Amazon’s Homecoming Is Sure To Captivate Viewers


Television viewers striving for a gripping drama to become hooked on should look no further than Amazon Prime’s latest original series Homecoming to satisfy those cravings. Released this past November, Homecoming gradually unweaves the complex truths of what actually occurred at a transitional facility for veterans returning from war across ten half-hour long episodes. Filled with enough suspense that urges viewers to keep clicking on to the next episode, all of Homecoming can be binged too easily. This series will be one to know for the upcoming awards season, since it has already received three Golden Globe and Critics Choice Award nominations each.

Homecoming follows two timelines made distinct through different aspect ratios; the opening of the Homecoming transitional center and its resulting problems as well as several years into the future where a previous complaint against the program is being investigated. Julia Roberts executively produces and stars in one of her first major television roles as Heidi Bergman, a counselor who becomes personally invested in the soldiers’ transition back into civilian life and later has completely distanced herself from the program. Stephan James cements his status as an up and coming actor to know (James also stars in this year’s upcoming Barry Jenkins film If Beale Street Could Talk) through his character Walter Cruz, an easygoing former soldier eager to participate in the program and return home. The development of Heidi and Walter’s relationship is one of the more intriguing aspects of the show. Both characters share similar desires to do right by others, Heidi through her social work and Walter through his service, but become too involved with a suspicious system attempting to orchestrate their experience at Homecoming.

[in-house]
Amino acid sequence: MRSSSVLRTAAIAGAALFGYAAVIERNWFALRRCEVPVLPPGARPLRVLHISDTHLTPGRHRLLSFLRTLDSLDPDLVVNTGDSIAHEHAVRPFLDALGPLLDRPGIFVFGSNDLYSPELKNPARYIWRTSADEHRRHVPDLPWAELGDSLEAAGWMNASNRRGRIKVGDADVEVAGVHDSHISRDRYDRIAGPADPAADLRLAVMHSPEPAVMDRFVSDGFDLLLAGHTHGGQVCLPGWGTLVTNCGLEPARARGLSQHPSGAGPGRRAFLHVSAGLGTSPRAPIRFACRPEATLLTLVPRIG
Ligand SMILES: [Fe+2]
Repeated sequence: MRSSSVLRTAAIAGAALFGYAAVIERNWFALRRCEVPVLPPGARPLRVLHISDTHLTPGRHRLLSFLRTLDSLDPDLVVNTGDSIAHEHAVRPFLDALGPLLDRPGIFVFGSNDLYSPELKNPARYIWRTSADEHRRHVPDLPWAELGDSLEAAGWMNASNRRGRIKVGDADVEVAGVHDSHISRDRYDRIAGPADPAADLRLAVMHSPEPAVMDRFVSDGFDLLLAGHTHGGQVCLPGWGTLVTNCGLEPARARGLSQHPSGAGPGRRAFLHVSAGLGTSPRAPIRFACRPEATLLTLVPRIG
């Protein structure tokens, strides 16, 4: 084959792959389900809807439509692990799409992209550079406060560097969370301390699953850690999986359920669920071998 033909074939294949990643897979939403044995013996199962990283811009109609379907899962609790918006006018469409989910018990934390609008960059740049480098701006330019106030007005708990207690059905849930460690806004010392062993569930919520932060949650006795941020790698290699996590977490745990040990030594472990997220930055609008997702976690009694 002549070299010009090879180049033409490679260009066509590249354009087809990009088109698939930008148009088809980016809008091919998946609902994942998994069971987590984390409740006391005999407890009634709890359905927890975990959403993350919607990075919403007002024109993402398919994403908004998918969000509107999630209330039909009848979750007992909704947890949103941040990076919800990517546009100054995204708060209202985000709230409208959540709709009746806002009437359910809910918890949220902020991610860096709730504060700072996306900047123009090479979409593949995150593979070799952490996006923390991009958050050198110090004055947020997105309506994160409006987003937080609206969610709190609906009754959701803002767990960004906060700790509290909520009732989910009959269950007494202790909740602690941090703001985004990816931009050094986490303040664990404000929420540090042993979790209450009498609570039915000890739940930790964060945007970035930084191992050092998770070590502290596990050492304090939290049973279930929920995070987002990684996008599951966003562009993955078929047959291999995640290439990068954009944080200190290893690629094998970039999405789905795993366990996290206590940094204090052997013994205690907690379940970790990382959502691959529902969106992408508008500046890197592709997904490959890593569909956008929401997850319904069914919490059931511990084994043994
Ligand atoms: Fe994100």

Homecoming additionally features standout performances from Bobby Cannavale as corporate ladder-climber Colin Belfast, Shea Whigham’s U.S. Department of the Defense employee Thomas Carrasco who investigates Homecoming years later, Jeremy Allen White’s distrustful veteran Joseph Shrier, and Marianna Jean-Baptiste as Walter’s mother Gloria Morisseau who searches to find out why her son is at the center.

While the series may be initially slow to build up the action throughout the first three episodes, the resulting revelations about what the center actually did and each character’s involvement are well worth the wait. Viewers are constantly kept guessing – you’ll think you finally understand what happened at Homecoming one moment, and then be thrown a curve-ball the next. Homecoming takes a seemingly simple premise and gradually injects more mystery into the story as more twists are increasingly uncovered. The show is also very layered in the sense that many of the conversations have double meanings or are parallels to several other storylines.

Directed and executively produced by Sam Esmail, the creator behind the acclaimed USA drama Mr. Robot, this series shares similar visually captivating elements and psychological storylines. But what really sets Homecoming apart from most other shows is its eerie soundtrack which can make scenes as mundane as an office worker retrieving files compelling. If it feels at times as though to score came directly from an old-school horror movie, that’s because most of the music used in the show actually did. Scores from films such as Vertigo, Carrie, Halloween 3, The Thing, and The Amityville Horror were featured in the series.

Since Homecoming has already been picked up by Amazon Prime for a second season, viewers can be certain that any questions left unanswered (and there will be many) may be addressed in the following season. And be sure to keep watching the final episode after the credits begin to roll for an additional scene that hints at what’s coming next. The Homecoming series was also based on a twelve-episode podcast, which may give significant clues to what’s in store for season two.